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Oceanside, Spruce Goose (and the CIA?)

by Logan Jenkins

It’s a soaring season for biopics.

“Ray” (musician Ray Charles) and “Kinsey” (sex researcher Alfred Kinsey) have drawn great reviews. “Alexander” (as in “the Great”) is epic in scale though historically lame, according to critics.

Flying high above competitors at the Academy Awards may be “The Aviator,” director Martin Scorsese’s anticipated film about Howard Hughes, scheduled for release this month.

Starring Leonardo DiCaprio as Hughes (Cate Blanchett as Kate Hepburn; Kate Beckinsale as Ava Gardner), “Aviator” charts the billionaire pilot’s turbulent life from 1927 to 1948, beginning with Hughes’ first movie, “Hell’s Angels,” and ending after the one-mile test flight of the Hercules HK-1, the wooden flying boat commonly known by its derisive nickname, the Spruce Goose.

I’m reminded that a dozen years ago Oceanside was in the running to create a nest for the suddenly loose Goose, five stories tall with a wingspan of 320 feet.

Why, if it hadn’t been for the machinations of the CIA, Oceanside might even have cashed in on the Goose’s golden eggs.

Well, that might be a bit of a stretcher.

The CIA part, I mean.

Truth is, I wanted to pique your interest with a conspiracy theory. But I swear, everything else is God’s honest.

In 1992, Councilman Don Rodee warned the residents of Oceanside that there was no time to lose. Fortune favors the daring. “This community has the opportunity of a millennium passing before it,” he said at a council meeting.

For months, Rodee had been touting the purchase of both the flying boat and its 3½-acre, six-story-high hangar, located in Long Beach next to the Queen Mary. Rodee had his eye on a spit of land just north of town, on Camp Pendleton. But other sites to the east of Interstate 5 would do.

Tourists traveling down the highway would flock to the visible Goose, he predicted. A commercial pilot with almost 200 combat missions in Vietnam, Rodee was dreaming like Cecil B. DeMille, in Technicolor.

Mayor Larry Bagley expressed the skepticism of many O’siders when he dismissed the Goose as an albatross.

At one meeting, Bagley scoffed, “If Rodee will fly it down here, I’ll back him.”

Rodee was undeterred by the sarcasm. He plotted how to transport the seaplane on the ocean, possibly under the power of its eight 3,000-horsepower engines.

“National Geographic was going to pay us for the rights of a documentary program of the event,” Rodee e-mailed me recently. “The dome was going to come by large barges and sectioned up here for a movement to its final position. . . . The Smithsonian (Museum) backed the position of the plane here in Oceanside because it was a big part of the aircraft industry era of WWII.”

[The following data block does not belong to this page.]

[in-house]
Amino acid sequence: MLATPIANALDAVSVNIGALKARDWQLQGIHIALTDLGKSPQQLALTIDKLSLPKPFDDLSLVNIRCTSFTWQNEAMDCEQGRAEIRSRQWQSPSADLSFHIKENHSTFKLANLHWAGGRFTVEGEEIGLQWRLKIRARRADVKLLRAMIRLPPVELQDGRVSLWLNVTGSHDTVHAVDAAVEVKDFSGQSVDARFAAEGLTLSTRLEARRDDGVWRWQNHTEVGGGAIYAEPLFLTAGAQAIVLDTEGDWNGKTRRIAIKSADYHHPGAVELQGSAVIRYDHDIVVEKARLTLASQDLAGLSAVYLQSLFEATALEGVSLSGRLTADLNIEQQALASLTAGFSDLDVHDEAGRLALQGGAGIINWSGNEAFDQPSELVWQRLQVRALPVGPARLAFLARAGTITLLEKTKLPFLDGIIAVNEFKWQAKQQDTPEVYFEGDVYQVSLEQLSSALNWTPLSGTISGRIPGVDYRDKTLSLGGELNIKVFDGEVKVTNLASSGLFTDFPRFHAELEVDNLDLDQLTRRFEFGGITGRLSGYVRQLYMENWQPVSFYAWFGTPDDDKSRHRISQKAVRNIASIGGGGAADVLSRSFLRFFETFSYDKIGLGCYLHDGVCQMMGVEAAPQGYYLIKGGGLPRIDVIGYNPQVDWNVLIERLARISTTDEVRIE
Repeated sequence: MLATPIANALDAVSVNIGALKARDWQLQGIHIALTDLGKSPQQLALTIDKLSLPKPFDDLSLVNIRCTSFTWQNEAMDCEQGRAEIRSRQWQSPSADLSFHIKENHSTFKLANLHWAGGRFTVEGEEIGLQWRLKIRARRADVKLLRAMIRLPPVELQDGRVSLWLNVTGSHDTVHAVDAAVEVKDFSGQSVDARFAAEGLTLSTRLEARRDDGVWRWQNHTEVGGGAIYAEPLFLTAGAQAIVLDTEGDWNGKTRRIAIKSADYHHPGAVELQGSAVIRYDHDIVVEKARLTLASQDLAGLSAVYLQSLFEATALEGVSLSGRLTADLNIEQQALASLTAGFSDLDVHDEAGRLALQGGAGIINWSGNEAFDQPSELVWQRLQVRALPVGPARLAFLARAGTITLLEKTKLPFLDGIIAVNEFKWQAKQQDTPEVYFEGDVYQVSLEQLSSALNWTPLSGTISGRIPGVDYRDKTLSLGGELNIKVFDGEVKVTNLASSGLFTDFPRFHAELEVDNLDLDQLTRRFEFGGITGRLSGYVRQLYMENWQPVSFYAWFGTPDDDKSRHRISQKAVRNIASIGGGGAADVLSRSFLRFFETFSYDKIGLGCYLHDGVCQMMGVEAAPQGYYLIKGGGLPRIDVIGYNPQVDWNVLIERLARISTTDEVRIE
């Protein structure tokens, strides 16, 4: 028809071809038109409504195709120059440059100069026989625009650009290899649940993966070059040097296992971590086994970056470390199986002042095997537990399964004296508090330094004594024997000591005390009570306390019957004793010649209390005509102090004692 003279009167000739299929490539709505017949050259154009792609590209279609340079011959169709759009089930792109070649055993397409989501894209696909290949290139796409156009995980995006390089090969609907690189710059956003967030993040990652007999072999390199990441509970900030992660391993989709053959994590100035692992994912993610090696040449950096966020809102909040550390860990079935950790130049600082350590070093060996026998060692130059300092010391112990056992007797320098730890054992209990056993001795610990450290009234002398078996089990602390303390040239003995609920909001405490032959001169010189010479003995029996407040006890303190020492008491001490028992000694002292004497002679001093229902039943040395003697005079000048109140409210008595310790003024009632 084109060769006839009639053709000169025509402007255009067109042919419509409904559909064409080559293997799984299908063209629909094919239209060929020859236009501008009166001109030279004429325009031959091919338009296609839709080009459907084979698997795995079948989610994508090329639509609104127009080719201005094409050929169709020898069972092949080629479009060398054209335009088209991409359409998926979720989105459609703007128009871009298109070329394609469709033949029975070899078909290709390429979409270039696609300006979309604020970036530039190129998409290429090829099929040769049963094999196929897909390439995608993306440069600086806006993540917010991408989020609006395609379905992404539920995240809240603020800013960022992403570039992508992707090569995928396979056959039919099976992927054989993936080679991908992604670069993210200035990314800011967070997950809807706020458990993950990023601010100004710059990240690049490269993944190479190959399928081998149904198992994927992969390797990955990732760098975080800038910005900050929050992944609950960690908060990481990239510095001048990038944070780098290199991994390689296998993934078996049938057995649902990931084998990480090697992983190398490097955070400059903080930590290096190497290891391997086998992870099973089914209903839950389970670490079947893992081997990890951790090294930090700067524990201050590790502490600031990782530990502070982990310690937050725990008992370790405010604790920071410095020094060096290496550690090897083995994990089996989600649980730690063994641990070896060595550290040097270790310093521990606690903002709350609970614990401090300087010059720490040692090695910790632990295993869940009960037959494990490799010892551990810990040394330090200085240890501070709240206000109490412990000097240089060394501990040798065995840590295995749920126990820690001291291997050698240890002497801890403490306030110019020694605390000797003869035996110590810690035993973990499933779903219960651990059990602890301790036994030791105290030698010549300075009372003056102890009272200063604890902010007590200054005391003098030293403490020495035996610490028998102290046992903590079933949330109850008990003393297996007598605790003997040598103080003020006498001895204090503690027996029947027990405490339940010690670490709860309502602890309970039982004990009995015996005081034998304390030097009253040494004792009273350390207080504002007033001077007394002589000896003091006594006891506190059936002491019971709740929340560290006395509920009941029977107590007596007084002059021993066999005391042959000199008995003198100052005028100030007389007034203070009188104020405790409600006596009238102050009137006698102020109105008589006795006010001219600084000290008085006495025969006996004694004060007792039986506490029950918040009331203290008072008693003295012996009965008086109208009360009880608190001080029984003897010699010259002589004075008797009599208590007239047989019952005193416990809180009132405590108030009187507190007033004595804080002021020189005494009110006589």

In the end, O’side finished second in the bidding, beaten by Evergreen International Aviation Inc.

“The issue turned into a moot point,” Rodee recalled, “as Delford Smith of Evergreen Airlines – the CIA’s (contract) airline that replaced Air America of the Vietnam era – worked an insider deal with the Aero Club of SoCal (the Goose’s owner) and came out as the first choice on their list.”

Not surprisingly, McMinnville, Ore., Evergreen’s headquarters in the wine country 35 miles southwest of Portland, welcomed the Goose with open arms.

The plane was separated into 38 pieces and shipped on trucks 980 nautical miles to the new Evergreen Aviation Museum, which displays 60 other aircraft next to the Evergreen airstrip.

Still, the Goose is the museum’s star attraction, housed in a graceful hangar-like structure that also serves as a restaurant. Visitors enjoy dinner under the outstretched wings of Hughes’ wooden folly.

“Aviator” is likely to create a surge of interest in visiting the Goose, agreed Katherine Huit, director of collections. The museum’s vintage color footage of the Long Beach skyline has been blended into the end of “Aviator,” Huit said. The museum also helped with the creation of a Goose model as well as technical support.

Rodee – these days, he’s hanging out in New Zealand, “taking a long break and enjoying life” – said he’d heard a rumor at another air museum that the CIA secretly underwrote the building of the Evergreen museum, offering a financial edge to McMinnville.

Well, that wild goose shall remain unchased.

I’d rather go see the movie.


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